The sūtra elaborates on a variety of general themes associated with the Great Vehicle. As well as the doctrine of emptiness, discussed at various points in the text, it gives special attention to the six perfections and in particular to the mastery of skillful means. It also contains a lengthy teaching on the ways in which women can be reborn with a male body — something that, according to several Great Vehicle sūtras, is a prerequisite for attaining awakening as a buddha.[1]

Text and translations

While no Sanskrit manuscript of The Questions of the Kinnara King Druma appears to be extant, we do have translations of this sūtra in both Chinese and Tibetan. [1]

Chinese translation

The Dharmachakra Translation Committee states:

Two Chinese translations are available: one produced by Lokakṣema (T.624) and the other by Kumārajīva (T.625). Lokakṣema was born around 147 ᴄᴇ in Gandhāra and is one of the earliest known translators to have produced Chinese translations of the Great Vehicle Buddhist sūtras from Sanskrit. The date of his translation is unknown, but Harrison suggests that it must have been completed while he was residing in the Han capital of Luoyang during the years 170–190 ᴄᴇ. Lokakṣema’s version is therefore of great historical importance since it represents one of the earliest literary sources for the Great Vehicle available to us today.
The second Chinese translation was produced by the renowned translator Kumārajīva (334–413 ᴄᴇ), who completed the translation in the early fifth century, toward the end of his life, as he resided in the then Chinese capital of Chang’an. According to Harrison, the two Chinese versions are very similar, and they do not differ substantially in content from the Tibetan.[1]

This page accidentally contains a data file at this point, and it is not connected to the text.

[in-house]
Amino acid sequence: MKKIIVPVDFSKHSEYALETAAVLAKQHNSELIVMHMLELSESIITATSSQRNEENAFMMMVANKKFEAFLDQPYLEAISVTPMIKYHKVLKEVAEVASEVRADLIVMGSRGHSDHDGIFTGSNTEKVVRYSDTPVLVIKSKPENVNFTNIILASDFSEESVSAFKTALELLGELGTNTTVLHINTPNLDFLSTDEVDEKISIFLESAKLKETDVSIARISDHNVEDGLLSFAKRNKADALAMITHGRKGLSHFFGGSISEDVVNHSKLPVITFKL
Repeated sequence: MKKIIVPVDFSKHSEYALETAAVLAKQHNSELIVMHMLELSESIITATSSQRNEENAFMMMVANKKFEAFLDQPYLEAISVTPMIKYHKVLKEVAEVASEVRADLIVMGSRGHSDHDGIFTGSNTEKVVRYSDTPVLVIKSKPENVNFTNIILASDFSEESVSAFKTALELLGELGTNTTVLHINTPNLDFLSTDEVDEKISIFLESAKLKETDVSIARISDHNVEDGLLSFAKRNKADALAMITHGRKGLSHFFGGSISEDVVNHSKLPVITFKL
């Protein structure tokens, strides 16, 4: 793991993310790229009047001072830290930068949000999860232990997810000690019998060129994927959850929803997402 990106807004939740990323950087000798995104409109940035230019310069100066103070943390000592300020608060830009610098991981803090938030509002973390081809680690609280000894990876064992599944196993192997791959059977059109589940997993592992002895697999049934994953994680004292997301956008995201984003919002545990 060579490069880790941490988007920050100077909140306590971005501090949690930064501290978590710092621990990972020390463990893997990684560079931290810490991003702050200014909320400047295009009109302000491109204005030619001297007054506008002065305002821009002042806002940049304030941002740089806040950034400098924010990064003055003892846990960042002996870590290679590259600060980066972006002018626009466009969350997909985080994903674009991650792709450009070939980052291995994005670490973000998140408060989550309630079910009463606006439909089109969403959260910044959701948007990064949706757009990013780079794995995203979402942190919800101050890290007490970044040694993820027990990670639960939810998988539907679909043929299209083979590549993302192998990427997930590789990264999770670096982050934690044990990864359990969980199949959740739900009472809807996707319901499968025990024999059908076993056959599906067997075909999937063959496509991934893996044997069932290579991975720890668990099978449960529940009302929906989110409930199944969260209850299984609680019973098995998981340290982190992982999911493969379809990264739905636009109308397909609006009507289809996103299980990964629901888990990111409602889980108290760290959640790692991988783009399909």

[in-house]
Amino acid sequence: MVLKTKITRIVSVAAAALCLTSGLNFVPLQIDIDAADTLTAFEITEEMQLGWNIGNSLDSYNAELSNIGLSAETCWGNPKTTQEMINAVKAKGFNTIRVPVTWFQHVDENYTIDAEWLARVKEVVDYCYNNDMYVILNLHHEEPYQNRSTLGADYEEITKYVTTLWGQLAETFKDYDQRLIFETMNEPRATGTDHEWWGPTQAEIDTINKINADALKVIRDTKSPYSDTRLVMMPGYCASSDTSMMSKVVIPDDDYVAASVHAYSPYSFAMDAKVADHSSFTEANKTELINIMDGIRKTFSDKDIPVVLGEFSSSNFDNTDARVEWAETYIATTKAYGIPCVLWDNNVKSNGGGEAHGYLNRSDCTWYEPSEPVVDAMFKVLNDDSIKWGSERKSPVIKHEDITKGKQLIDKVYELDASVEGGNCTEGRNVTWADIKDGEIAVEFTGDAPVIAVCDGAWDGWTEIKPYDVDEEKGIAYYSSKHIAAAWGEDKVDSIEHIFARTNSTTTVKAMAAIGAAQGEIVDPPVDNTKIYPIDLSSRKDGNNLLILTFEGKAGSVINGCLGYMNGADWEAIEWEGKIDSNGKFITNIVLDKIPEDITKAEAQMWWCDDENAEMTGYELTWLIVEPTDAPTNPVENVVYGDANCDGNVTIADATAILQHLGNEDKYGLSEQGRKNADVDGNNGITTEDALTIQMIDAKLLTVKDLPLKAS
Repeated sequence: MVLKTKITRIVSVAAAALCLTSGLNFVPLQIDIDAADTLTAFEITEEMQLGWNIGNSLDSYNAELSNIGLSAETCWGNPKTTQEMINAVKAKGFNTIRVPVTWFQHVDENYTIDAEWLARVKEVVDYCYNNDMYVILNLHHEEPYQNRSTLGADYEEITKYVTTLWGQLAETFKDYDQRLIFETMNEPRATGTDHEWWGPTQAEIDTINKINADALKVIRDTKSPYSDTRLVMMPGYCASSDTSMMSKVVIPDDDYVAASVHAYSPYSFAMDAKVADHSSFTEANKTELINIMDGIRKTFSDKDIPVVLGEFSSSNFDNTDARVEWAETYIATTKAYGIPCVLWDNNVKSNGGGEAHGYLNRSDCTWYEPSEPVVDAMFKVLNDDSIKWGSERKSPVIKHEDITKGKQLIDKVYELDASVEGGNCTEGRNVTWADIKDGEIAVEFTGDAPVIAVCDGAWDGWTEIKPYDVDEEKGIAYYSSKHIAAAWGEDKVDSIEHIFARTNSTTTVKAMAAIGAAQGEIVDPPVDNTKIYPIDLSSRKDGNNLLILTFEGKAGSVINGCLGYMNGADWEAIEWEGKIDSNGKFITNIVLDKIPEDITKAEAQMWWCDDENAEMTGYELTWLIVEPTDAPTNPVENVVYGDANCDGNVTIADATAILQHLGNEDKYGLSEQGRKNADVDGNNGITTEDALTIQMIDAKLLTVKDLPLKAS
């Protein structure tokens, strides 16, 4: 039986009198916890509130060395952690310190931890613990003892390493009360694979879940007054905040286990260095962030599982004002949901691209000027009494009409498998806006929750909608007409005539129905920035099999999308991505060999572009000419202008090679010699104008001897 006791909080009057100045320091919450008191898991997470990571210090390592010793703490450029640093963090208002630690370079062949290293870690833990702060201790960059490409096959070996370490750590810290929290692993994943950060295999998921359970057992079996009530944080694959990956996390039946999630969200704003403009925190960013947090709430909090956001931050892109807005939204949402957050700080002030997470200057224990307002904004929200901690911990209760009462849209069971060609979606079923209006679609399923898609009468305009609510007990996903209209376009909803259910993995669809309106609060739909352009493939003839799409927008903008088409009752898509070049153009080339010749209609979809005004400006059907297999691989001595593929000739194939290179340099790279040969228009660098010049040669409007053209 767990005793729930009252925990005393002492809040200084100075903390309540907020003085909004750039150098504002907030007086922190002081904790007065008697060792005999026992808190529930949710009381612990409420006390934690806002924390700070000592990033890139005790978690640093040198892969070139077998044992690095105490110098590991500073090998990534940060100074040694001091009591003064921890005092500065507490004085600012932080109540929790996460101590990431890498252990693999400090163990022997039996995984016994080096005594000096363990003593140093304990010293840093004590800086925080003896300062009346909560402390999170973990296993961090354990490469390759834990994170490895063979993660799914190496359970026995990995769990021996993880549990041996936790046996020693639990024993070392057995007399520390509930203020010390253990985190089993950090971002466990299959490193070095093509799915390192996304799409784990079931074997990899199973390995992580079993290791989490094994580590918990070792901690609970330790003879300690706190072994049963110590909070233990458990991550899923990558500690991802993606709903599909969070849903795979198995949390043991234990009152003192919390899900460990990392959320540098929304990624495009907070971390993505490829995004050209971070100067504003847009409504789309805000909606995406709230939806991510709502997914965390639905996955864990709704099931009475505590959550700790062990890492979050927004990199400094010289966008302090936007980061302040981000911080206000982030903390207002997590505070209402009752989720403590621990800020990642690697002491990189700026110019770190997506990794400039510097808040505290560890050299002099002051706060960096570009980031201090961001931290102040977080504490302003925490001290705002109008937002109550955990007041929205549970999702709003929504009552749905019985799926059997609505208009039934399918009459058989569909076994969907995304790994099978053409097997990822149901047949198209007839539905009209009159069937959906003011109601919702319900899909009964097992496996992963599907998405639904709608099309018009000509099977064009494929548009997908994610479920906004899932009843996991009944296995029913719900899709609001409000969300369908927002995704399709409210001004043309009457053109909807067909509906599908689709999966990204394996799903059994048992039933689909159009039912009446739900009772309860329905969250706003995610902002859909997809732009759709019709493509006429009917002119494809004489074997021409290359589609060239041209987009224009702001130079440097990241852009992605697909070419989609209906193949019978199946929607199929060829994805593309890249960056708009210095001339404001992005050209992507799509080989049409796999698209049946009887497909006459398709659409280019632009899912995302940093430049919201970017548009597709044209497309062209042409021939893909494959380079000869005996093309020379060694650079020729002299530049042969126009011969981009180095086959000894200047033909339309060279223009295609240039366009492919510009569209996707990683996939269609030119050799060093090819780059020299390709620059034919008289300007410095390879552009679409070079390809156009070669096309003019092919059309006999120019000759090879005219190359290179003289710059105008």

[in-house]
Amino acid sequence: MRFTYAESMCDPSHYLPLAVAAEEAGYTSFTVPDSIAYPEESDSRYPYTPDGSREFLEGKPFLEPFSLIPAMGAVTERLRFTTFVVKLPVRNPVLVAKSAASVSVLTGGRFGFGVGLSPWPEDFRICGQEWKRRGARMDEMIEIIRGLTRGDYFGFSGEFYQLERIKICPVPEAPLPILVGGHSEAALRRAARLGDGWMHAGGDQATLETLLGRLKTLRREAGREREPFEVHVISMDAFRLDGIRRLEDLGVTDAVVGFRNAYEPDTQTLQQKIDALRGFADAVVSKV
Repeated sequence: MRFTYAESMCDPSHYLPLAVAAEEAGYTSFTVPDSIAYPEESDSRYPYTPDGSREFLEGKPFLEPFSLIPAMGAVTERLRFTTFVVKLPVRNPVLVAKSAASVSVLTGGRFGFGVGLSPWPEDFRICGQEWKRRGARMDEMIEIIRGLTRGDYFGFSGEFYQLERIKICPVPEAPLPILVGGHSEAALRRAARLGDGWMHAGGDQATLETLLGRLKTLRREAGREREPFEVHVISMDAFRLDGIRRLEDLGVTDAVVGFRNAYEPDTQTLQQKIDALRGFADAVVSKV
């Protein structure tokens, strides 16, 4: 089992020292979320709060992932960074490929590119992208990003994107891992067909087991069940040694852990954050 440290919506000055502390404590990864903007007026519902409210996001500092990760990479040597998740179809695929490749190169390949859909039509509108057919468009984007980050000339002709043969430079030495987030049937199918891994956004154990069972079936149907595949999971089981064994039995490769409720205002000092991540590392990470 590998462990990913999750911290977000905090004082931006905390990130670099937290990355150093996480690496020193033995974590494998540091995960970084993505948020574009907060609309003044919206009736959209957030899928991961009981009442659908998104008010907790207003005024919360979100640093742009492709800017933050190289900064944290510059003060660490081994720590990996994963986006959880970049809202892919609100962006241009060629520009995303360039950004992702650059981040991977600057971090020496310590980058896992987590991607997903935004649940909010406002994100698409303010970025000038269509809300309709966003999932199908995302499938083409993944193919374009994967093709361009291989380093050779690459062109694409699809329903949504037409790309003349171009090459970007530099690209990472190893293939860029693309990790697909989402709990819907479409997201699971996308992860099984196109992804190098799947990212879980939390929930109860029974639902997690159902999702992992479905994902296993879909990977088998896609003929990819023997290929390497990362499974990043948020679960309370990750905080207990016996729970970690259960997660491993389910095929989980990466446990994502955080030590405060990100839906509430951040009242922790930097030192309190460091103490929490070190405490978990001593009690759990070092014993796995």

Tibetan translation

The Tibetan text is included in the General Sutra Section of the Tibetan Kangyur, Toh 157.[1]

The Dharmachakra Translation Committee states:

The Tibetan translation was completed in the early translation period and is listed in the early ninth-century Denkarma (ldan dkar ma) catalogue. According to the colophon to the Tibetan translation, the sūtra was translated into Tibetan by the prolific translators Kawa Paltsek (ska ba dpal brtsegs) and Palkyi Lhünpo (dpal gyi lhun po), both of whom participated in numerous translation projects in Tibet during the early translation period when the majority of Indian sūtras were translated into Tibetan (late eighth to early ninth century). Kawa Paltsek was also one of the initial seven Tibetans to be ordained during the founding of the first Tibetan monastery of Samyé (bsam yas). He translated numerous canonical texts, both sūtra and tantra, and became one of the most active translators of his time. Some Tibetan translators, including Palkyi Lhünpo, are known to have translated certain Indian texts without the help of Indian teachers, and this may well have been the case with The Questions of the Kinnara King Druma, as no Indian scholars are mentioned in the colophon.[1]

English translation


  1. 1.0 1.1 1.2 1.3 1.4 1.5 84000.png Dharmachakra Translation Committee (2023), The Questions of the Kinnara King Druma, "Introduction", 84000 Reading Room
  2. 84000.png Dharmachakra Translation Committee (2023), The Questions of the Kinnara King Druma, "Summary", 84000 Reading Room